Let's discuss some Laws of Politics, class.
"To every action, there is an equal and opposite reaction."
This is one of Newton's Laws of Motion, but it should be co-titled "Newton's Law of Political Persuasion." When people are TOLD what to do instead of being convinced what to do, they will push back or rebel.
This is human nature. People want to make up their own minds. This is why any good trial attorney will tell you your objective is not to tell a jury your client is right, it's to give them the facts in such a convincing fashion that they have no choice but to conclude your client is right.
Here's Worden's Corollary:
"The fewer meaningful decisions a person gets to make, the more likely they are to rebel when pushed."
In other words, "Newton's Law of Political Persuasion" applies most forcefully to the front-line political soldiers - the precinct committee people and the county chairs. These folks do the "heavy lifting" for the parties, and in exchange, their rewards are some signed photos with elected officials and a handful of opportunities to vote for candidates in special caucuses and at their state conventions.
Mitch Daniels and people like Marion County Republican Chair Tom John would do well to remember this and the history lesson of 1992.
Former Republican Attorney General Linley Pearson (who serves as the Clinton County Circuit Court Judge the last time I checked) was running for Governor. In the Attorney General's race, Pearson wanted his number two from the AG's, David Miller, to fill his slot, just as Steve Carter is seeking to have Greg Zoeller step into his shoes now.
For Pearson, this wasn't about having his friend on the ticket, it was about NOT having Tim Bookwalter. Bookwalter (currently the Putnam County Prosecutor) was a charismatic bow-tied attorney out of Greencastle, and he was gaining traction by serving red meat. He was telling Republicans how he would crawl up and die in Evan Bayh's behind, and he was attacking Democrat AG candidate Pam Carter with a pithy quote about how he would be a "watch dog, not a lap dog."
The problem was that Bookwalter was controversial. He had spent a good deal of his time as a criminal defense attorney, and his own law partner had serious misgivings about his fitness for office. Pearson, afraid of violating Reagan's 11th Commandment -- "Never Speak Ill of a Fellow Republican" -- just assumed people would "get the word." They didn't.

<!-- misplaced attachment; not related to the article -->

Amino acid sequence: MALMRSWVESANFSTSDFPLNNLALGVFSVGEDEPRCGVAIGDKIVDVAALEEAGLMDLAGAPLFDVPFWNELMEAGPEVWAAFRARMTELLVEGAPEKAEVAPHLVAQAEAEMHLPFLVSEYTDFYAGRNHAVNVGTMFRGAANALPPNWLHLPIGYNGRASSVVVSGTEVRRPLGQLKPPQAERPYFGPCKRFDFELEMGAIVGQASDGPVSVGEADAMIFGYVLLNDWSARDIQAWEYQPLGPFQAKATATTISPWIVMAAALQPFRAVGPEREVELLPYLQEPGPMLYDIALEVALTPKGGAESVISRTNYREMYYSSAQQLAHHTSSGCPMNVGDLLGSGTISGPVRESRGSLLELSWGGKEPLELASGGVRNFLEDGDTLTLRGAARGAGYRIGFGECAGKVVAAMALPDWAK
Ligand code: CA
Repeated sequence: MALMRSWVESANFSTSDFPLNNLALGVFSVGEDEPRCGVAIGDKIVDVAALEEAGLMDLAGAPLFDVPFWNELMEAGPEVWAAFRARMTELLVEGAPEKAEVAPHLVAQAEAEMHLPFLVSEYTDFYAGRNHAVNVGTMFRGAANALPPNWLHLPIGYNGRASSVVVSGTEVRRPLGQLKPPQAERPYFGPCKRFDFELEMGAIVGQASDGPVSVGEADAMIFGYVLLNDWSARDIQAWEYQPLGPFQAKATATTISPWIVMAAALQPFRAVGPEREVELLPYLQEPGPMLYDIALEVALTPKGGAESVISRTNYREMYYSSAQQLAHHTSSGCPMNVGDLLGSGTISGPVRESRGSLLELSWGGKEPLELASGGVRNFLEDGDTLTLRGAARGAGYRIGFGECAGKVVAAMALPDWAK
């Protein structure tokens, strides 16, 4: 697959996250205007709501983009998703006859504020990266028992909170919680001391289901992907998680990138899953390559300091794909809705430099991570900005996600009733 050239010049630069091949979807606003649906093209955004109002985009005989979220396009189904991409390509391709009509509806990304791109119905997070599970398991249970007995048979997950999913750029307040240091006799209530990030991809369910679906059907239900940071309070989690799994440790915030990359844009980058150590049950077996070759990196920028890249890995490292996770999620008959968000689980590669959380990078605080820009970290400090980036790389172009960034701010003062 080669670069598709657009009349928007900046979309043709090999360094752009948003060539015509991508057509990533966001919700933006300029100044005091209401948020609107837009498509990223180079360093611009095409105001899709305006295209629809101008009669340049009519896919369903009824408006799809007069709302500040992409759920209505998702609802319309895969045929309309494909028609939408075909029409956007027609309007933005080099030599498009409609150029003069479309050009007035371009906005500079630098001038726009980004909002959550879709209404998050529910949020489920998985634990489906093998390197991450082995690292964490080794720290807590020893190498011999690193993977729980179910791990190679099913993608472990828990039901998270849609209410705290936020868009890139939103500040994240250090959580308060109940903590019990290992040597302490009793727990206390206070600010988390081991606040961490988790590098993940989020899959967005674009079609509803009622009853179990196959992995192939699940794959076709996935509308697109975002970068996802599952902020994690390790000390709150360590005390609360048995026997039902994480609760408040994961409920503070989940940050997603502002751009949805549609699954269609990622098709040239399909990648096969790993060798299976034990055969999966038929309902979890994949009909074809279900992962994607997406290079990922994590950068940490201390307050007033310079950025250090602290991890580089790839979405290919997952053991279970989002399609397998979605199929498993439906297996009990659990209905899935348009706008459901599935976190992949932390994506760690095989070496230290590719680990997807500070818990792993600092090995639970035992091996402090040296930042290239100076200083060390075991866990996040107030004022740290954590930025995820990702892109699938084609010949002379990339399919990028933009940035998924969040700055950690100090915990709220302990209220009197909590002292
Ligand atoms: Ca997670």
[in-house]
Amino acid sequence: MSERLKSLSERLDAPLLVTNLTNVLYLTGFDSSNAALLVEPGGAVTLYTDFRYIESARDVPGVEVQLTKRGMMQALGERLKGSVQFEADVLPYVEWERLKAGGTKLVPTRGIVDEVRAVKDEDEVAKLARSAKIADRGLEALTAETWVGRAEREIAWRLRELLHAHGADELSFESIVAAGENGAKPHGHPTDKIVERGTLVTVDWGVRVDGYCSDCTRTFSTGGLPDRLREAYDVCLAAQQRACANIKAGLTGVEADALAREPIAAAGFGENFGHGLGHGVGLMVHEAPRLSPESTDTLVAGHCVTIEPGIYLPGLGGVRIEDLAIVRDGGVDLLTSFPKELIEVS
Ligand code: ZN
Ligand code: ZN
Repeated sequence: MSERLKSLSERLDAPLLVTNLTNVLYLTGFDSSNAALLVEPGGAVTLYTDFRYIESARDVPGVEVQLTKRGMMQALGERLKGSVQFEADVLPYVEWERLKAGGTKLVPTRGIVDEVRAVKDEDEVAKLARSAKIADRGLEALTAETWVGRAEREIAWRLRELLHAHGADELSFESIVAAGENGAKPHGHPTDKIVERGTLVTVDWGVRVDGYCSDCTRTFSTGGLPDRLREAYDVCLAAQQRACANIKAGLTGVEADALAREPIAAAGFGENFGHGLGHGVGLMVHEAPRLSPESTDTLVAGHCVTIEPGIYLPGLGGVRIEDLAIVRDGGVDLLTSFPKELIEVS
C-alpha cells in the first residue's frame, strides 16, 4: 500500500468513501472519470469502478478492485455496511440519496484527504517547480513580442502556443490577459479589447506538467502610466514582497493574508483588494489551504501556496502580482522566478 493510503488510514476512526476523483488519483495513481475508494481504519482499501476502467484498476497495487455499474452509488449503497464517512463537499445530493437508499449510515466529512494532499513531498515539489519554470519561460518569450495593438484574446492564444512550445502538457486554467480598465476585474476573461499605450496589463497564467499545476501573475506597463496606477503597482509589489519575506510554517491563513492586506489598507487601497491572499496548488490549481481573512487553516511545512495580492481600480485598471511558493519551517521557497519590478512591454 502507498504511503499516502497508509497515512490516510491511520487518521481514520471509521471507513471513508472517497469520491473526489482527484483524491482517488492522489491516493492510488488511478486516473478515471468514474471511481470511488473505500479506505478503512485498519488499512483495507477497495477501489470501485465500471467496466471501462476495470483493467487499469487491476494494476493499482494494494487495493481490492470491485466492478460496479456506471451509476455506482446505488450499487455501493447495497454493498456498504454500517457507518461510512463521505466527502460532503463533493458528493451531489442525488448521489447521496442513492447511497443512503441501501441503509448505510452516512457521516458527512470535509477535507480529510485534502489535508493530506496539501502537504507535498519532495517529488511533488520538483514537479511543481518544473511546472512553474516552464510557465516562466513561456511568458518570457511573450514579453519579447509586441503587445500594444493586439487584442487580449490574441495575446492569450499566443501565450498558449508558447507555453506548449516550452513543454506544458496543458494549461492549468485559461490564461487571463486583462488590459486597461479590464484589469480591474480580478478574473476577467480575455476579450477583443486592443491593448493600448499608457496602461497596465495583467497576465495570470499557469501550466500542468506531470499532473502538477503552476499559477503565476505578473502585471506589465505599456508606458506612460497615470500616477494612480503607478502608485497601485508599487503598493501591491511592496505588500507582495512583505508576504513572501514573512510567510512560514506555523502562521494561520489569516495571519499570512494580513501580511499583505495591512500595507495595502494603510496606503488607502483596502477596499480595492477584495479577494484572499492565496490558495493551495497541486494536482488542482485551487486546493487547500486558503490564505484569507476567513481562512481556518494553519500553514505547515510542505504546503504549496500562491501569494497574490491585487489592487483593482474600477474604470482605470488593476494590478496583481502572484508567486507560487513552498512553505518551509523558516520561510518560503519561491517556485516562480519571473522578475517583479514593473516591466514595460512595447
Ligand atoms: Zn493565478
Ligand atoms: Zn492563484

So the closer it got to the convention date, the more desperate Pearson got. Surrogates started making calls that were increasingly threatening in tone, and people who were on the fence started jumping to Bookwalter in retaliation. Ultimately, the deal was cinched when Pearson actually threatened the day of the convention to LEAVE in protest. When the remaining undecided precinct committee people got wind of THAT threat, they issued a resounding "Ef U" to Pearson and overwhelmingly broke to Bookwalter, almost as if out of morbid curiosity to see what Pearson would actually do.
As Pam Carter's campaign manager, I CELEBRATED when Bookwalter got the nod.
First, Bookwalter was as controversial as expected. He ran a blatantly racist campaign that helped energize our base. Bookwalter arbitrarily scheduled debates in all 92 counties, actually SENT us 92 separate letters, and then when we didn't attend because we, of course, had our own schedule, he pulled out a cardboard cut-out of Pam to ensure that everybody knew she was African-American.
A few papers took the bait and ran photos of the cut-out, but most were too put off. John Schwantes of the Indianapolis Star joked that Bookwalter kept a second cut-out just in case the first one faded.
But more critically, we were able to bash Bookwalter for representing "drug dealers, molesters, rapists, and murderers." Though the Fraternal Order of Police won't say it publicly, Bookwalter's background sealed their endorsement for Pam, which was critical to our effort.
Had David Miller been nominated, I have no idea how we would have went at him. All I can say is, "Thank God Linley Pearson pushed."
My colleague at Hoosier Pundit has done a masterful job cataloging the extremes of the Mitch Daniels-led effort to make Valpo Mayor Jon Costas the consensus pick.
What's notable is that while Daniels has lined up a lot of elected officials who support Costas, Zoeller has gotten an astonishing number of....(drum roll).....the county chairs.
You can't push on them without having them push back.
Monday, June 2, 2008
Let's discuss some Laws of Politics, class.